Swallow looking a bit embarrassed.
On the trek out, Goldfinches and a single Corn Bunting were singing. On the first set of pools, Avocets cared for the numerous young birds, Redshanks danced nervously about sending up a few Yellow Wagtails and a single Common Sandpiper prodded the mud seemingly without a care in the world.

Common Redshank
Not many trees

While there are no trees to speak of on the grazing marsh, there are small crops of shrub-like bushes that act as song posts for pipits and skylarks. One particular Meadow Pipit was happy to pose for me.

Meadow Pipit
And the sun seemed to really bring the birds out on show as even the usually skulking Reed Warblers gave me the time of day.

Reed Warbler
Approaching the Welland Hide, a Bearded Tit flew across the reedbeds with a few Reed Buntings and Sedge Warblers. Overhead, a Marsh Harrier was getting some grief from a few Black-headed Gulls and a bit later the same happened to a Peregrine although I doubt it was the same gang of gulls.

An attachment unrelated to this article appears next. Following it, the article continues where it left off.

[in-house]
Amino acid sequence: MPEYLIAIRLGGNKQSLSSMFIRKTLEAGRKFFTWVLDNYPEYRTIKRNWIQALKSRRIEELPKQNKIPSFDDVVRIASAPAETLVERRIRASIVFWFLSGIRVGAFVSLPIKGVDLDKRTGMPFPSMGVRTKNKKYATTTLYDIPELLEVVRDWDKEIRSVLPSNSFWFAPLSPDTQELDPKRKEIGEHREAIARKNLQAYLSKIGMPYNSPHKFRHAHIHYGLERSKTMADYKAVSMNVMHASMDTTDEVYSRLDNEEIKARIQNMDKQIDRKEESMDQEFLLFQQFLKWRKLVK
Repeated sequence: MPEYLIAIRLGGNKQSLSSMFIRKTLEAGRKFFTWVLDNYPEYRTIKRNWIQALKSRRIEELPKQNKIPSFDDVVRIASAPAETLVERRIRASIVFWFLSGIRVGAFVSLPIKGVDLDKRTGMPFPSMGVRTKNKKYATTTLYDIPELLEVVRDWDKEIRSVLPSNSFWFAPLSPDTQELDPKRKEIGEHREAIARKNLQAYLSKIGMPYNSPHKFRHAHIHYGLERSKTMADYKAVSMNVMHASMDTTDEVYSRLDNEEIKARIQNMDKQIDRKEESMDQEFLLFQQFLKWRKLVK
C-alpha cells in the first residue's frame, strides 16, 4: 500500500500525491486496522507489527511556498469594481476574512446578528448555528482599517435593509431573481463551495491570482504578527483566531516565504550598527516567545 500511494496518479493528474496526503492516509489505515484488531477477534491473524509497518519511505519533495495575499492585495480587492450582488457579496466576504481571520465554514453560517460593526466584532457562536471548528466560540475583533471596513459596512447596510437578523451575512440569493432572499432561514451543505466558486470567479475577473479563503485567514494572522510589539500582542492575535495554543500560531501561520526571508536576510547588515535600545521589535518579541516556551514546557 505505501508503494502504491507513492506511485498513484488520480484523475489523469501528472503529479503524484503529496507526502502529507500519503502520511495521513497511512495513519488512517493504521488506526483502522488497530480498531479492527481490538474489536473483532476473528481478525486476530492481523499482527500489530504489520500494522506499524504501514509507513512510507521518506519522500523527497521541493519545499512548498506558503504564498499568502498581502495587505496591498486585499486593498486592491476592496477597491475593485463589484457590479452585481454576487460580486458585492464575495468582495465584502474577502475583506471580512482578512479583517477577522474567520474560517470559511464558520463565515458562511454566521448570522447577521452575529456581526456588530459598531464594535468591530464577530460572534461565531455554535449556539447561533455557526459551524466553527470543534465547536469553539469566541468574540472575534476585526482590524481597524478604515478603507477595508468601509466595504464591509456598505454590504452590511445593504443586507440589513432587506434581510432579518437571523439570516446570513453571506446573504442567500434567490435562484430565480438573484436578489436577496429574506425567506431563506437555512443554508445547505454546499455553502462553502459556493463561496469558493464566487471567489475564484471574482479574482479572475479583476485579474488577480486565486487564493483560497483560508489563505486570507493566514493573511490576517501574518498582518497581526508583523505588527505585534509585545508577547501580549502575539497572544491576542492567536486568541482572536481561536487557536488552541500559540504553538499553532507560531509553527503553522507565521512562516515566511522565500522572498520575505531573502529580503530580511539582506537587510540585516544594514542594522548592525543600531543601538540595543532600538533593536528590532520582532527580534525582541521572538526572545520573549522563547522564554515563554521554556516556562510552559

Tuesday, 22 May 2012

A little purring at Paglesham

Paglesham and the River Crouch
I had it on good authority that a couple of Turtle Doves were to be seen around Paglesham Boatyard. I had never been to Paglesham even though it’s only a couple of miles from work but will now check it on a regular basis.

Turtle Doves are a big deal. They have dropped in numbers across Europe by 62% and are a serious concern. The main reaseons are, as always, changes in farming and unsolicited shooting in some Mediterranean countries with Cyprus and Malta coming top of the list.

Turtle Doves can be difficult to see. The first thing you get is the soft purring sound coming at regular intervals from dense foliage. The first sounds I got were from Whitethroats and Cuckoos. There were a couple of Cuckoos in the area and one quickly showing atop a line of trees close to the boatyard.

The boatyard was busy with Swallows relaying back and forth to nest sites inside boat sheds. behind the sharp chattering of the swallows calls, that steady purr of a Turtle Dove could be heard.

Paglesham Boatyard
Two doves were located in the car park. They were easy to see as they glided from treetop to treetop.

Turtle Dove

Turtle Dove

Wednesday, 16 May 2012

Today’s colour is Yellow